Richard Wilbur’s early and exquisite metaphor on "Mind":
Mind in its purest play is like some bat
That beats about in caverns all alone,
Contriving by a kind of senseless wit
Not to conclude against a wall of stone . . .
. . . And has this simile a like perfection?
The mind is like a bat. Precisely. Save
That in the very happiest intellection
A graceful error may correct the cave.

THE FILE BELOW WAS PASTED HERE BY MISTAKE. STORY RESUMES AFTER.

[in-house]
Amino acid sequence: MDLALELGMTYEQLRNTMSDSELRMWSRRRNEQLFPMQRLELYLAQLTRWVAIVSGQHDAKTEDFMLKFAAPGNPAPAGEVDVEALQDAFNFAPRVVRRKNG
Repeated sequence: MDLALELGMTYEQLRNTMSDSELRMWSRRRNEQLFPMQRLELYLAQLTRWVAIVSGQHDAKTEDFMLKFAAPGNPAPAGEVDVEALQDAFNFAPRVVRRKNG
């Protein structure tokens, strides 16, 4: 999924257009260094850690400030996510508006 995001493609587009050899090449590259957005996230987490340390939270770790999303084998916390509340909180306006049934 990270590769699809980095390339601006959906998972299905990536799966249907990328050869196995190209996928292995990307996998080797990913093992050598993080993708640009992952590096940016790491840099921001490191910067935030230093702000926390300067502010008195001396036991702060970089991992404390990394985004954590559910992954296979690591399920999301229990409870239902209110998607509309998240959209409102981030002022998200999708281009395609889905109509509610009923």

With the metaphor for training that I am suggesting here, critical experimentation is permitted. It is recognized that the fertile void is "the blackest air" (from another stanza in the poem), and that the student is "blind" to the potential – yet still the navigator in his own environment. With this metaphor one emphasizes the creative adjustment of error, of flying through infinite concourses of phenomenological danger and, yet, in the flight of it one finds one’s way in the field – and one "corrects" the cave.